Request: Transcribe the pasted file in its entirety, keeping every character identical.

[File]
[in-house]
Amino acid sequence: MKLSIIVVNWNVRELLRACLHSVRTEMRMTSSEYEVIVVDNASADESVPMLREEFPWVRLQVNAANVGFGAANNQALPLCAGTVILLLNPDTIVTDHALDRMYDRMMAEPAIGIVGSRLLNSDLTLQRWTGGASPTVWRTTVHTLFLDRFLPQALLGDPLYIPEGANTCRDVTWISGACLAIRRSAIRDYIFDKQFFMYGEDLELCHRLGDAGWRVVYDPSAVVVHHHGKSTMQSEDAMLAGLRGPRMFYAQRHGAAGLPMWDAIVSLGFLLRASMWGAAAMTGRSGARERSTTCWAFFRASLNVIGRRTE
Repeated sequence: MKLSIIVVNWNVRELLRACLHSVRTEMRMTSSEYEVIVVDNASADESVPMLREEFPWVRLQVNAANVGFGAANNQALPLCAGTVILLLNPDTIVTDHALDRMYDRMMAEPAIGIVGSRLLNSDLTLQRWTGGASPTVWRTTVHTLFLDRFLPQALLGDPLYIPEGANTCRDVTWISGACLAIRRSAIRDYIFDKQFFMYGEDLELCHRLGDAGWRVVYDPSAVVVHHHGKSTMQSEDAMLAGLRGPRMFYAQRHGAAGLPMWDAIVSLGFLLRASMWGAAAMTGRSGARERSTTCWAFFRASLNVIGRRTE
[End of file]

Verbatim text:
[in-house]
Amino acid sequence: MKLSIIVVNWNVRELLRACLHSVRTEMRMTSSEYEVIVVDNASADESVPMLREEFPWVRLQVNAANVGFGAANNQALPLCAGTVILLLNPDTIVTDHALDRMYDRMMAEPAIGIVGSRLLNSDLTLQRWTGGASPTVWRTTVHTLFLDRFLPQALLGDPLYIPEGANTCRDVTWISGACLAIRRSAIRDYIFDKQFFMYGEDLELCHRLGDAGWRVVYDPSAVVVHHHGKSTMQSEDAMLAGLRGPRMFYAQRHGAAGLPMWDAIVSLGFLLRASMWGAAAMTGRSGARERSTTCWAFFRASLNVIGRRTE
Repeated sequence: MKLSIIVVNWNVRELLRACLHSVRTEMRMTSSEYEVIVVDNASADESVPMLREEFPWVRLQVNAANVGFGAANNQALPLCAGTVILLLNPDTIVTDHALDRMYDRMMAEPAIGIVGSRLLNSDLTLQRWTGGASPTVWRTTVHTLFLDRFLPQALLGDPLYIPEGANTCRDVTWISGACLAIRRSAIRDYIFDKQFFMYGEDLELCHRLGDAGWRVVYDPSAVVVHHHGKSTMQSEDAMLAGLRGPRMFYAQRHGAAGLPMWDAIVSLGFLLRASMWGAAAMTGRSGARERSTTCWAFFRASLNVIGRRTE